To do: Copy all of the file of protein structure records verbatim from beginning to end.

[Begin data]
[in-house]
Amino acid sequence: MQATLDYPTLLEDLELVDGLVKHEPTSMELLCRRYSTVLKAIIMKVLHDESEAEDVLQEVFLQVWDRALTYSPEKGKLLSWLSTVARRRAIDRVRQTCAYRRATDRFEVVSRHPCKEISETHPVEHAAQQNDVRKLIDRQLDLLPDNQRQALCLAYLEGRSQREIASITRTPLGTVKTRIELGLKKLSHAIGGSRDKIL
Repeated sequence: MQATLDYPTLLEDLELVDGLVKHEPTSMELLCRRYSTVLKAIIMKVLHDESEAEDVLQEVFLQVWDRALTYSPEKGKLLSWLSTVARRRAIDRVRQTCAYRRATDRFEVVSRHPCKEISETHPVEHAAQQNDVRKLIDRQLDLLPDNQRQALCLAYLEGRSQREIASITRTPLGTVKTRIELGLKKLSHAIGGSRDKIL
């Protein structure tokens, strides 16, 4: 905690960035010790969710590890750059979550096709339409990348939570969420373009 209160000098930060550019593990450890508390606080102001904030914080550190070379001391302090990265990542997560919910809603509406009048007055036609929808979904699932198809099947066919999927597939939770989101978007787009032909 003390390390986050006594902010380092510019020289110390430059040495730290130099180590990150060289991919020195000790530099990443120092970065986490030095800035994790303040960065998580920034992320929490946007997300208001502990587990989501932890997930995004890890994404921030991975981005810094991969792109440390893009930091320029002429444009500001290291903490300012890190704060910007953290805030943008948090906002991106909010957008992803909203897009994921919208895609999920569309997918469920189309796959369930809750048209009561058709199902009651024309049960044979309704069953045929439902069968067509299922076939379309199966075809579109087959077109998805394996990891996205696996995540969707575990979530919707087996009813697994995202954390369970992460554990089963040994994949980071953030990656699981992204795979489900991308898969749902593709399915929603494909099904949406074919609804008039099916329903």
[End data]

[in-house]
Amino acid sequence: MQATLDYPTLLEDLELVDGLVKHEPTSMELLCRRYSTVLKAIIMKVLHDESEAEDVLQEVFLQVWDRALTYSPEKGKLLSWLSTVARRRAIDRVRQTCAYRRATDRFEVVSRHPCKEISETHPVEHAAQQNDVRKLIDRQLDLLPDNQRQALCLAYLEGRSQREIASITRTPLGTVKTRIELGLKKLSHAIGGSRDKIL
Repeated sequence: MQATLDYPTLLEDLELVDGLVKHEPTSMELLCRRYSTVLKAIIMKVLHDESEAEDVLQEVFLQVWDRALTYSPEKGKLLSWLSTVARRRAIDRVRQTCAYRRATDRFEVVSRHPCKEISETHPVEHAAQQNDVRKLIDRQLDLLPDNQRQALCLAYLEGRSQREIASITRTPLGTVKTRIELGLKKLSHAIGGSRDKIL
């Protein structure tokens, strides 16, 4: 905690960035010790969710590890750059979550096709339409990348939570969420373009 209160000098930060550019593990450890508390606080102001904030914080550190070379001391302090990265990542997560919910809603509406009048007055036609929808979904699932198809099947066919999927597939939770989101978007787009032909 003390390390986050006594902010380092510019020289110390430059040495730290130099180590990150060289991919020195000790530099990443120092970065986490030095800035994790303040960065998580920034992320929490946007997300208001502990587990989501932890997930995004890890994404921030991975981005810094991969792109440390893009930091320029002429444009500001290291903490300012890190704060910007953290805030943008948090906002991106909010957008992803909203897009994921919208895609999920569309997918469920189309796959369930809750048209009561058709199902009651024309049960044979309704069953045929439902069968067509299922076939379309199966075809579109087959077109998805394996990891996205696996995540969707575990979530919707087996009813697994995202954390369970992460554990089963040994994949980071953030990656699981992204795979489900991308898969749902593709399915929603494909099904949406074919609804008039099916329903």